Elementary school teachers in Glendale, Arizona have planned a sick out today to protest their low pay, according to news reports. Calling out sick will be easy enough for the teachers. Arizona’s recently enacted PSL law, like all others, adopts a “don’t ask, don’t tell” approach to call-outs. The employee need not tell the employer anything beyond “I am sick and cannot come to work” and the employer may not ask for any information beyond that. According to one report, however, some teachers may spend their sick day protesting at the Capital, which may cause some to question whether they are using that sick day for an authorized purpose.
The Glendale teachers are not alone in calling out sick as a means of protest. Teachers in Prince George’s County, Maryland had planned a system-wide sick out for this past Monday to protest some central office employees receiving “secret” wage increases, according to reports. Ultimately, the teachers decided not to have their system-wide sick out though some classes in some schools were cancelled due to teacher absences. Instead of the general sick-out, teachers favored a “work to rule”protest.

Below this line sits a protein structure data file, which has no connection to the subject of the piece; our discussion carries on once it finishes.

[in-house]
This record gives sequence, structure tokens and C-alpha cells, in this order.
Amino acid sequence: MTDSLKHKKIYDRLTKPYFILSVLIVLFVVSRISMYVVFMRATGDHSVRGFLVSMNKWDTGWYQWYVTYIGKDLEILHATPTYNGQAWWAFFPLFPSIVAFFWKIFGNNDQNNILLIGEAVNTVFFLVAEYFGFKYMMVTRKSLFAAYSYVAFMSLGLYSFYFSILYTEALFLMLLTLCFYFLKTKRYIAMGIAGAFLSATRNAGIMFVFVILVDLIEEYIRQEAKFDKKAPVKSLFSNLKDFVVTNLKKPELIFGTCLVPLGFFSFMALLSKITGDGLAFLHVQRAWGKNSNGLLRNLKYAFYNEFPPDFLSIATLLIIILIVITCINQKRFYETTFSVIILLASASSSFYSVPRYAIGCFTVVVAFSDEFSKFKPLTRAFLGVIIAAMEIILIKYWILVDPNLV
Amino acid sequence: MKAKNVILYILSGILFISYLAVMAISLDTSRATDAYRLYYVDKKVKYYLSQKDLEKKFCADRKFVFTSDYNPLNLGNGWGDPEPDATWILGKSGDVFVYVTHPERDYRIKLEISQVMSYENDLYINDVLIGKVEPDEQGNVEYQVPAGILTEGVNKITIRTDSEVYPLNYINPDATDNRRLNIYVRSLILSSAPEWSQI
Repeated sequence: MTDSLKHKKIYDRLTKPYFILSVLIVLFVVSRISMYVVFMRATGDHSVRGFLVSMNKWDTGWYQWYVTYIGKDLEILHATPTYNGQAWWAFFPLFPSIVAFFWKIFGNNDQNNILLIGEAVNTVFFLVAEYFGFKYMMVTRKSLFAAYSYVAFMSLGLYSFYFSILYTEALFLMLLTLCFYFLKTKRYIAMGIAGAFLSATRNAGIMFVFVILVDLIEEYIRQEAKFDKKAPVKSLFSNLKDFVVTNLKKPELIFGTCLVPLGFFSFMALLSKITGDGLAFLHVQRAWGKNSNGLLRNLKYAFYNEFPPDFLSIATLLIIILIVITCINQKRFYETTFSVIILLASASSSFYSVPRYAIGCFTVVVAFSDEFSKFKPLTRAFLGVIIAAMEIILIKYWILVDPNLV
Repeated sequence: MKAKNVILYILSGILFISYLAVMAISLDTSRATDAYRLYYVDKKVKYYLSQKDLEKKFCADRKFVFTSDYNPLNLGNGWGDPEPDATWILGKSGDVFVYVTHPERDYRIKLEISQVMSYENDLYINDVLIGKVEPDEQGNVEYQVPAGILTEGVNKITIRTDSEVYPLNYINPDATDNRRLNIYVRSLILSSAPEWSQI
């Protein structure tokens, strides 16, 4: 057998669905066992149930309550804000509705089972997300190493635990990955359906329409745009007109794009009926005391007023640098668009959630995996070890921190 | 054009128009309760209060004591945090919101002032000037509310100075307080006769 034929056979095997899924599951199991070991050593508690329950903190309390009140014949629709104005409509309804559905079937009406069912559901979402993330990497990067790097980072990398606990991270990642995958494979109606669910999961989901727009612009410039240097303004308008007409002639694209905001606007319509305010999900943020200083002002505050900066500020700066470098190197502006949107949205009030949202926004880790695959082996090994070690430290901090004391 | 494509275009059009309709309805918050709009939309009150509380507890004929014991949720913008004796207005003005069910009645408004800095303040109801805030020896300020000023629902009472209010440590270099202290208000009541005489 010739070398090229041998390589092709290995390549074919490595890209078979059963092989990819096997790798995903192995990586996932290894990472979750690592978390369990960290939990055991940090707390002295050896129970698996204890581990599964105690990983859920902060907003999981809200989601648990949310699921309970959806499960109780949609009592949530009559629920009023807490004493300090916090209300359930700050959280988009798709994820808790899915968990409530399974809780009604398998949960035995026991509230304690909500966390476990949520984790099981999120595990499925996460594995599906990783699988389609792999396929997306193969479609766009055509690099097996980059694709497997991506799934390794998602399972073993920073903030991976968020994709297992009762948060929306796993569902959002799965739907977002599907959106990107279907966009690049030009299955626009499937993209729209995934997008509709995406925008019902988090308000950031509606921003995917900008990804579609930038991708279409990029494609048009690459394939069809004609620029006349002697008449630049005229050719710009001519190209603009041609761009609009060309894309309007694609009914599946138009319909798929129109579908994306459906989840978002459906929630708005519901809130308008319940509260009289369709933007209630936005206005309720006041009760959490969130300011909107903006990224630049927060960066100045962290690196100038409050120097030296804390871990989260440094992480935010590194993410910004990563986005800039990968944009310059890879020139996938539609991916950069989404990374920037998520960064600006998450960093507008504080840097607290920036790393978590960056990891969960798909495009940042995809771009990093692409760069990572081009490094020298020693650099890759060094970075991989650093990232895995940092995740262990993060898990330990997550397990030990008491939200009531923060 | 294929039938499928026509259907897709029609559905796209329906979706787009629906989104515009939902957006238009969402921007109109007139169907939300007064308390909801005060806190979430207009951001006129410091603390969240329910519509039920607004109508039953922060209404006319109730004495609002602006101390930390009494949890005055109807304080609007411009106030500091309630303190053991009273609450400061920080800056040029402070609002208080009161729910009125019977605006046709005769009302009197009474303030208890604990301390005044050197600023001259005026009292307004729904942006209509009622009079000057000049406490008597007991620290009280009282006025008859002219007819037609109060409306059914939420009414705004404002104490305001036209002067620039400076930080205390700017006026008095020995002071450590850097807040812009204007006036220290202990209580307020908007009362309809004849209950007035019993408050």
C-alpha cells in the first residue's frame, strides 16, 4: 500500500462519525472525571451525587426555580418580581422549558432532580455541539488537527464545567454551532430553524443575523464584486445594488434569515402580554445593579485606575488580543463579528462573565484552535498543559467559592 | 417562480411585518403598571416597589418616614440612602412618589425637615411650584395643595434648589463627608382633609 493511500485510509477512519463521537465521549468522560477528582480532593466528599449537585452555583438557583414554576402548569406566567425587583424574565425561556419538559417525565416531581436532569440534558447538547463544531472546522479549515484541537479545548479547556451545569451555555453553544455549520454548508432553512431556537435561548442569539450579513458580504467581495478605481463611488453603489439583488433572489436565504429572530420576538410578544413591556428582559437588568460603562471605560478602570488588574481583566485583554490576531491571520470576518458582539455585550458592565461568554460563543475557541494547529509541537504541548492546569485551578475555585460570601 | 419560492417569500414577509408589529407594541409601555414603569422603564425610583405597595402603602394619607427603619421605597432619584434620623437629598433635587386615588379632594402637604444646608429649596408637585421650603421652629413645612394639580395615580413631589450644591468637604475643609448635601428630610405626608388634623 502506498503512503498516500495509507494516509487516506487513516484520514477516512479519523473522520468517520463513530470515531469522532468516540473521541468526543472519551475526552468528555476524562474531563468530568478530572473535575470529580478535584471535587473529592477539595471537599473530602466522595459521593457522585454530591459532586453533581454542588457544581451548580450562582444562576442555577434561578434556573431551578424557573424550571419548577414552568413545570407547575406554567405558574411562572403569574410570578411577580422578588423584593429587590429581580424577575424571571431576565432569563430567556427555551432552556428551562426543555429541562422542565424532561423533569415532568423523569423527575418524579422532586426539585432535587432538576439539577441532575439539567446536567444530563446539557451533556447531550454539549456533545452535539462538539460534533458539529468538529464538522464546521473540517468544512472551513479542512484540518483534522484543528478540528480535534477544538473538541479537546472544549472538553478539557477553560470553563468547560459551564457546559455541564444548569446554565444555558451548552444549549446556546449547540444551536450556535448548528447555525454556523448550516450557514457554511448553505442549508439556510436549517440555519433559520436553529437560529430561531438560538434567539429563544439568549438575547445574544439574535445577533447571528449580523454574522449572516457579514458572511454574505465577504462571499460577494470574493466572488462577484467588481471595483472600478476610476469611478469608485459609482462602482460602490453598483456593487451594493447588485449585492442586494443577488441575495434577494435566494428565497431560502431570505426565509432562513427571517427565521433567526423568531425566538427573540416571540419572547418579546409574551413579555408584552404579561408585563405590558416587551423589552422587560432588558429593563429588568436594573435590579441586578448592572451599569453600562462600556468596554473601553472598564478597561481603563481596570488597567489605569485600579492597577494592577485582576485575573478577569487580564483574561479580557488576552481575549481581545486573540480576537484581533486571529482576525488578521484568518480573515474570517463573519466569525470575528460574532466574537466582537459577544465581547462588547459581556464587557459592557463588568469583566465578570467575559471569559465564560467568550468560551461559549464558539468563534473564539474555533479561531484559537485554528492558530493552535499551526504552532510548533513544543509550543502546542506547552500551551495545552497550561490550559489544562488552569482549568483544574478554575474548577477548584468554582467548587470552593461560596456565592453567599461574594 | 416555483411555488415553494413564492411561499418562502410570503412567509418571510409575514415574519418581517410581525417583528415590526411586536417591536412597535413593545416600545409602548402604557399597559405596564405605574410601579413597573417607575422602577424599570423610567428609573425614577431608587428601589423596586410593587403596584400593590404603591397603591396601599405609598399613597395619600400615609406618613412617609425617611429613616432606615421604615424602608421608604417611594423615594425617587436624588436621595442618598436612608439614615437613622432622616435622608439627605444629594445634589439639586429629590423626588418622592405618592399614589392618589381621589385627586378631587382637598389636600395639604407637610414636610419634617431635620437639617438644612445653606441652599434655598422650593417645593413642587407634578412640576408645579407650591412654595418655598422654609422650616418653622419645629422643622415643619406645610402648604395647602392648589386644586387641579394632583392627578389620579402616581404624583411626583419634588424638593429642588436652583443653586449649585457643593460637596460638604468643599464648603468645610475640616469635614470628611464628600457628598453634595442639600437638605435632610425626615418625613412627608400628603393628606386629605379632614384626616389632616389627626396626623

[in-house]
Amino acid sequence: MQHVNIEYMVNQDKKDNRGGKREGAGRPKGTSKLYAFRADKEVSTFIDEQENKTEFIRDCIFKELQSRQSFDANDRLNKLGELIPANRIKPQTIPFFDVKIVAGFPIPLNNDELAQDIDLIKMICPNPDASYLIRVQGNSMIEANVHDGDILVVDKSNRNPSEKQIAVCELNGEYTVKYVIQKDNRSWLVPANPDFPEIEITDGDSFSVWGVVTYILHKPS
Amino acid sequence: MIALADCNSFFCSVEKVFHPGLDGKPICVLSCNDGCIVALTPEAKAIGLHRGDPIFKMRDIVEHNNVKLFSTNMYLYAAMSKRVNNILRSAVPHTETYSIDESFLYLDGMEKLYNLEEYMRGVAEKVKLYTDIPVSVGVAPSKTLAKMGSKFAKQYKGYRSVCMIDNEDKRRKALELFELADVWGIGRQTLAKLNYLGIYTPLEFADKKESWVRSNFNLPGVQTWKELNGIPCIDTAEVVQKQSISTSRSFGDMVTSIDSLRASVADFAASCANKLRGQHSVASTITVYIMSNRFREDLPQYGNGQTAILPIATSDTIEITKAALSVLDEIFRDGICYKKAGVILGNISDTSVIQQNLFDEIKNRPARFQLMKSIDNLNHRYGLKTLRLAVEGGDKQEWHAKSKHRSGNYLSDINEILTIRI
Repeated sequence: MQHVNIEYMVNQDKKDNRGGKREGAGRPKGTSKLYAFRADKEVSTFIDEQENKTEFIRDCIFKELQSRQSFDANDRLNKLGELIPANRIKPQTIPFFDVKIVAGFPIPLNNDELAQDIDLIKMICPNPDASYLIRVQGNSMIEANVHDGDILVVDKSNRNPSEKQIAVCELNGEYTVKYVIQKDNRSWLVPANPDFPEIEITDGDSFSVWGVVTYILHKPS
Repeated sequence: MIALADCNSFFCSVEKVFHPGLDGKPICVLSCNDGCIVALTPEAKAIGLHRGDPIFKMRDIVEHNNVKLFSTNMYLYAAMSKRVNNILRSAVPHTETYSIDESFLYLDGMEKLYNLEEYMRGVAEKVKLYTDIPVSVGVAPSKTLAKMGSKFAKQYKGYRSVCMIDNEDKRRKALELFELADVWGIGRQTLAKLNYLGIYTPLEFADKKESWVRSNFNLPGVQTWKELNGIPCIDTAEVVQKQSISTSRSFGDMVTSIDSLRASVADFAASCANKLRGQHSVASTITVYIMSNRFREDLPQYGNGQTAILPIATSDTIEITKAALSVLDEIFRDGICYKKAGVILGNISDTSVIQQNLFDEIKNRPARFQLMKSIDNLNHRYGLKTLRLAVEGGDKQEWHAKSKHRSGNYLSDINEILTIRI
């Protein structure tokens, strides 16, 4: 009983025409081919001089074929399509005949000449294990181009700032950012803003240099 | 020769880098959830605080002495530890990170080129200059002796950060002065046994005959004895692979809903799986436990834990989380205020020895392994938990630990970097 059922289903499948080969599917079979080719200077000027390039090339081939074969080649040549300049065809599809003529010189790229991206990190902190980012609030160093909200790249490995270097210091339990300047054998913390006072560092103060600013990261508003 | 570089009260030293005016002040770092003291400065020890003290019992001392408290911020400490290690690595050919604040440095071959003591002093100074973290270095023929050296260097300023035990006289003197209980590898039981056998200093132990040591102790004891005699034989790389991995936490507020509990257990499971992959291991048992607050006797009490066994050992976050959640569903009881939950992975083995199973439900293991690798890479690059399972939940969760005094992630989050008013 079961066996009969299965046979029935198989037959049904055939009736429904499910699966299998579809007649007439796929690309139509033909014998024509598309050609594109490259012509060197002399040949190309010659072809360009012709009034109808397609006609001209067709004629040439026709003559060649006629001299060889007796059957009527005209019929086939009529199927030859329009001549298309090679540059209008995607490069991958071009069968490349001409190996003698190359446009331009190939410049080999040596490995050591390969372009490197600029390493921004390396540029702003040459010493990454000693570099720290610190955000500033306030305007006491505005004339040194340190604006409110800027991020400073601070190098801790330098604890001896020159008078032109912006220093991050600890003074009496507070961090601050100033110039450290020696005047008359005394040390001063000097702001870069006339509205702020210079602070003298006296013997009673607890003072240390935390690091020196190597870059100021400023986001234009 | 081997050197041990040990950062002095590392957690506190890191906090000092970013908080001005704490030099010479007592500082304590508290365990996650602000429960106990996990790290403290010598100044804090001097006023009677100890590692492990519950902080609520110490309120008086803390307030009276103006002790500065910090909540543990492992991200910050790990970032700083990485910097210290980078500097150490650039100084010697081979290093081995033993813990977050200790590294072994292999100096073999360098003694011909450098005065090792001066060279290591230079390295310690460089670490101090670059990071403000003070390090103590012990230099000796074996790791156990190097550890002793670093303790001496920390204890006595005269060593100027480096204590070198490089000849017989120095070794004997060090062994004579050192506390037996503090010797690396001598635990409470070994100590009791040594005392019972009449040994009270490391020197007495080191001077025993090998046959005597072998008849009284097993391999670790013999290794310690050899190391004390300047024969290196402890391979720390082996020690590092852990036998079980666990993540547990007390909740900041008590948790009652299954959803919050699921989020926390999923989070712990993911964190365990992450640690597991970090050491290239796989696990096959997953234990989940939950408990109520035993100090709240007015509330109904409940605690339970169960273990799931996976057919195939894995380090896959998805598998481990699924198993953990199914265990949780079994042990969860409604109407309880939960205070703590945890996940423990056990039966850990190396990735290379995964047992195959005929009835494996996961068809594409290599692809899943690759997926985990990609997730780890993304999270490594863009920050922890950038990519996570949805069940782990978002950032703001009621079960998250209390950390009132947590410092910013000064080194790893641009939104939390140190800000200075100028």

Both of these situations illustrate how far we have come from the justification for sick days—that an employee should not have to choose between his/her or a family member’s health and a paycheck. Apparently, an employee should not have to choose between a protest and a paycheck either!